As we all know, property prices have soared however you measure them, making them a less realistic alternative for many younger investors compared to their parents or grandparents.
Indeed, since the early 1990s house prices have flown from less than three times disposable household income to more than five and a half times now.
As we covered last week when looking at some of the realistic alternatives to buying a house, many houses and apartments are out of reach for young investors on some income levels and made saving for a property a very long process for others.
Fortunately, younger investors are savvy and have been flocking to invest on the share market as the property market grew more difficult, with a greater proportion of millennials likely to buy an exchange traded fund than any other generation.
There is nothing wrong with investing and eating local – not everybody needs the extra herbs, spices and currency risks that comes with international exposure.
Investing in a good Aussie diversified portfolio with a juicy, fully franked dividend yield is not hard with the two main options being a listed investment company (LIC) or an exchange traded fund (ETF).
The two largest LICs are Australian Foundation (ASX: AFI) and Argo (ASX: ARG), while the largest ASX 200 ETF is SPDR ASX 200 (ASX: STW), although there are a host of others including Ishares Core ASX 200 ETF (ASX: IOZ), Vanguard Australian Shares (ASX: VAS) and Betashares Australia 200 (ASX: A200).
Some higher yielding options
For those that want just a hint of chilli on their Aussie pizza, there are also some higher yield Australian ETFs such as Vanguard Australian Shares High Yield (ASX: VHY), iShares S&P/ASX High Dividend Yield (ASX: IHD), Russell High Dividend Australian Shares (ASX: RDV), SPDR Australia Select High Dividend Yield Fund (ASX: SYI), ETFS ASX 300 High Yield Plus (ASX: ZYAU) and VanEck Morningstar Australian Moat Income (ASX: DVDY).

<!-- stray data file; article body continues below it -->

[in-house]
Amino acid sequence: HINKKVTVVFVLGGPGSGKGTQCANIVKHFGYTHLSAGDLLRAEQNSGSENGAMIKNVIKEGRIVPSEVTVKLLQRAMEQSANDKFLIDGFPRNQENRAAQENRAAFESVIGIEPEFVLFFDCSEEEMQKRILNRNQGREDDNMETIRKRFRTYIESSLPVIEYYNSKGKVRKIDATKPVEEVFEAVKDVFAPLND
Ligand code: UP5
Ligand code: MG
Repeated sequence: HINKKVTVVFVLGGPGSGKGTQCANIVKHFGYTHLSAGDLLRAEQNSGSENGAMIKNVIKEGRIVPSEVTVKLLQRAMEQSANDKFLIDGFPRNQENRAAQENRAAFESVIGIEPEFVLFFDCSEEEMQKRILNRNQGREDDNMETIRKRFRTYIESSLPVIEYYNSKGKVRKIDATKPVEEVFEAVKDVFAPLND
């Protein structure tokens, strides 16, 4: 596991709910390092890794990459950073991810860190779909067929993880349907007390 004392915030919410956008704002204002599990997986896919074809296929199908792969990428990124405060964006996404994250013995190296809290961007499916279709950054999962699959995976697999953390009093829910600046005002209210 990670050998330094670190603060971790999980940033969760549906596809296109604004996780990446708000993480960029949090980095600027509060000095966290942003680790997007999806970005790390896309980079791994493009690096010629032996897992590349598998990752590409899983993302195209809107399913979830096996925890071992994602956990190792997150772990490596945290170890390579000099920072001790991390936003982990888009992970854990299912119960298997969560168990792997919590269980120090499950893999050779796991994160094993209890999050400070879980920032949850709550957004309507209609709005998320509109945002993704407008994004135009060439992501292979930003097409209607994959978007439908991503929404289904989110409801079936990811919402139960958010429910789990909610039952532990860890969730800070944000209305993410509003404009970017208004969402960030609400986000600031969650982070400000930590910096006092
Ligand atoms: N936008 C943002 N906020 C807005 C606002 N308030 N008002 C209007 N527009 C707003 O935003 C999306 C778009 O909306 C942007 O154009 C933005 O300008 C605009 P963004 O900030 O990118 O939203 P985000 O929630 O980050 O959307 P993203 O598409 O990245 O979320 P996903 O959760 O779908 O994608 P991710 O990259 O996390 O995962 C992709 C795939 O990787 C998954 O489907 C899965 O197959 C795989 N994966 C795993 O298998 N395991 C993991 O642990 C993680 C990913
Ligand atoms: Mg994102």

Bear in mind, most high dividend ETFs trade off some measure of capital gain to produce the higher dividends.
Sometimes known as the ‘Four Corners’ pizza because of four different types of topping, the Quattro is also a popular investment combination because it adds greater diversification and more tastes in a single product.
Of course, you can also go with a ‘half n half’ using two flavours but the idea is the same and the combinations are plentiful.
One of the first two flavours to choose are the main ingredients in the Aussie – an ASX 200 ETF, LIC or a high yield fund but for the other two quarters, it is time to go shopping overseas.
Time to shop overseas
The first and most obvious place to shop is in the world’s biggest capital market and the home of the world’s biggest and most successful global companies – the United States.
Unlike the Aussie ingredients, you shouldn’t go in expecting much more than a derisory dividend yield out of the S&P 500, but what you do get is strong, long-term growth and exposure to some important sectors such as technology and healthcare that are much smaller and less mature in the Australian market.
Fortunately, buying access to the S&P 500 – or the NASDAQ for that matter – is easy and relatively cheap in the form of iShares S&P 500 ETF (ASX: IVV) and Vanguard Total US Stock Market ETF (ASX: VTS) – plus several others as well.
The Vanguard product is a little wider, giving access to companies that don’t make it into the 500 but the results are broadly similar.
Factor in currency changes
One thing to note when adding some international spice to your investment pizza is that currencies will play a part in your investment return.
So, if the US dollar goes down relative to the Australian dollar, your US investment will go down too when expressed in Australian dollars, even if the price in the US hasn’t changed.